A recovering alcoholic is relying on her mom… for now.
Is this OK? Our elder has some compassionate words.
Hello, Must be brief, as my story is too long. I am an alcoholic. I’m 35 years old and I got married when I was 21 (stupid) and was legally separated from my (also alcoholic) husband after 11 years of marriage. My mother sees my alcoholism as leverage, and treats me like a loser, constantly shaming me. I have been sober for 16 months and have worked incredibly hard to get where I am. Unfortunately I still need her to drive me to work and to help pick up my son (because I haven’t gotten my license back yet.) Is it fair of me to use her a bit right now, until I get back on my feet? My parents both make me feel like garbage about myself and I am considering cutting them out of my life after I get back on my feet… Thoughts?
Let me begin by congratulating you on your 16 months of sobriety. Although I do not know you personally, I am very proud of your hard work and accomplishment. I am sorry to hear that you do not have the emotional support of your parents. I speculate that your alcoholism, along with your husband’s, has affected them to an extent, which might explain their negative behavior toward you.
First I’d like to address your question about having your mother provide transportation for you and your son. I would not think of it necessarily as “using” her. You have a need that your mother can help you meet. This is an important and necessary part of your process of getting back on your feet, so I feel that you should continue to accept assistance from your parents until you meet your goals. Keep in mind that they are not doing it just for you, but also for their grandson.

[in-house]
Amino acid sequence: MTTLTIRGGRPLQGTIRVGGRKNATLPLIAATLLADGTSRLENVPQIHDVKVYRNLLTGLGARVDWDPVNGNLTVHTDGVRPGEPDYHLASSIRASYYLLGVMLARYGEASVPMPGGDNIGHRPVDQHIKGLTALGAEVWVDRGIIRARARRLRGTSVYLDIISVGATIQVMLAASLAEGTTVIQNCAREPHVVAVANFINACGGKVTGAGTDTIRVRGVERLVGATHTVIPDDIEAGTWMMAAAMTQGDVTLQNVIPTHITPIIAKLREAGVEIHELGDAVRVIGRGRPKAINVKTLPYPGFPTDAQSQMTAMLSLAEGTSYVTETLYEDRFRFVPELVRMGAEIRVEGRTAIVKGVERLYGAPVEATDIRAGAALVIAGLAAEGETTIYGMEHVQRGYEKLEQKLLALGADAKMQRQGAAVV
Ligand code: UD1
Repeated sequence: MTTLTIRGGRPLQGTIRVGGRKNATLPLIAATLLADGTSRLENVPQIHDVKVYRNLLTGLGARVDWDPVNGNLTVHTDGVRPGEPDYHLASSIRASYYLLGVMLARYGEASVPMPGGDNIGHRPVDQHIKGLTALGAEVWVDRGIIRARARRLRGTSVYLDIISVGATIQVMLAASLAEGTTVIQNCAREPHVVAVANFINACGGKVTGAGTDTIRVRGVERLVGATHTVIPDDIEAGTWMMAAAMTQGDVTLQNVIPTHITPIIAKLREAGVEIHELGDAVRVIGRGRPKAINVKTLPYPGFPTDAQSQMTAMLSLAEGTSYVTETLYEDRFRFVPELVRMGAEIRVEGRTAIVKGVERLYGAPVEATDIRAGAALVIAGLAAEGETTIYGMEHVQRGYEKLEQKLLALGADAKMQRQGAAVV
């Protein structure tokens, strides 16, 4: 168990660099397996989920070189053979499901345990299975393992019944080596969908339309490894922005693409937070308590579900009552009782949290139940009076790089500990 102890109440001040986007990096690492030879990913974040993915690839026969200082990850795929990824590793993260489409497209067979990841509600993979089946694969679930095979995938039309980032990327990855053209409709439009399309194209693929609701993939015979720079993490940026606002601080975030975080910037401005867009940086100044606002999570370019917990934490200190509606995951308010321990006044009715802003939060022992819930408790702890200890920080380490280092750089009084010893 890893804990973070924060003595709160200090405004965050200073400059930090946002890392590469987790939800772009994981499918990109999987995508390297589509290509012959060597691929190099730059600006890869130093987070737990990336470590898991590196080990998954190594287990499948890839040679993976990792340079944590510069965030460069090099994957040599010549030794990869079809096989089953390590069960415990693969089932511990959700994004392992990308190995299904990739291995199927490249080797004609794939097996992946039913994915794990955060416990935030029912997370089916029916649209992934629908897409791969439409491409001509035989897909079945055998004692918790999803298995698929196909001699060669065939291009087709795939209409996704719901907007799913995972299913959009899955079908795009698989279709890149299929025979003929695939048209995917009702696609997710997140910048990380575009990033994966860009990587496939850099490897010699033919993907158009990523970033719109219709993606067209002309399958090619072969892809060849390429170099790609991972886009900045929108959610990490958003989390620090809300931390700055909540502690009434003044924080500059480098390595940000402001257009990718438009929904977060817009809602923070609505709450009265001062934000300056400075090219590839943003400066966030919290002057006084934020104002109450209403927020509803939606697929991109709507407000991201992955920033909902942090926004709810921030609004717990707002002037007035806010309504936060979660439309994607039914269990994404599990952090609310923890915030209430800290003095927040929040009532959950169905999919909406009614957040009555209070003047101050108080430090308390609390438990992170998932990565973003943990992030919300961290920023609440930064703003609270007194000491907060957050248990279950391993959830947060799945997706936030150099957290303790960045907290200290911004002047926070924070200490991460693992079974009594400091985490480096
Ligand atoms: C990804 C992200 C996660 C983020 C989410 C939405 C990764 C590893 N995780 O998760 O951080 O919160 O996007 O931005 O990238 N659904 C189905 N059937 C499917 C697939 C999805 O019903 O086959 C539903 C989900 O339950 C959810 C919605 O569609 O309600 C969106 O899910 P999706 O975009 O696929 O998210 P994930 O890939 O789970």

I would like to mention that the fact that your parents attempt to “shame” you and make you feel “like garbage” is concerning. (I am assuming you have been through some sort of recovery program, but I have no way of knowing if there has been any sort of family counseling, which would be very beneficial.) I hope that you don’t allow this to sabotage your sobriety at any time and cause you to lose your focus, and I hope you have others in your life who are supportive and encouraging. I agree that you may have to distance yourself from your parents if you find their attitude toward you is jeopardizing your continued recovery. I encourage you to be patient and persistent. Maybe in the future your relationship with your parents can be repaired, but at the present time it appears they are not ready. If you are following the twelve-step program, you will know that making amends with loved ones who have been hurt is an important step.
Your recovery is especially significant to me because I have family members who are recovered alcoholics, so I’ve seen the highs and lows. I will pray for you and your family. I hope you and your son will have a bright and happy future. Please write to EWC anytime you need more advice, or just need a sympathetic ear.
Letter #: 429793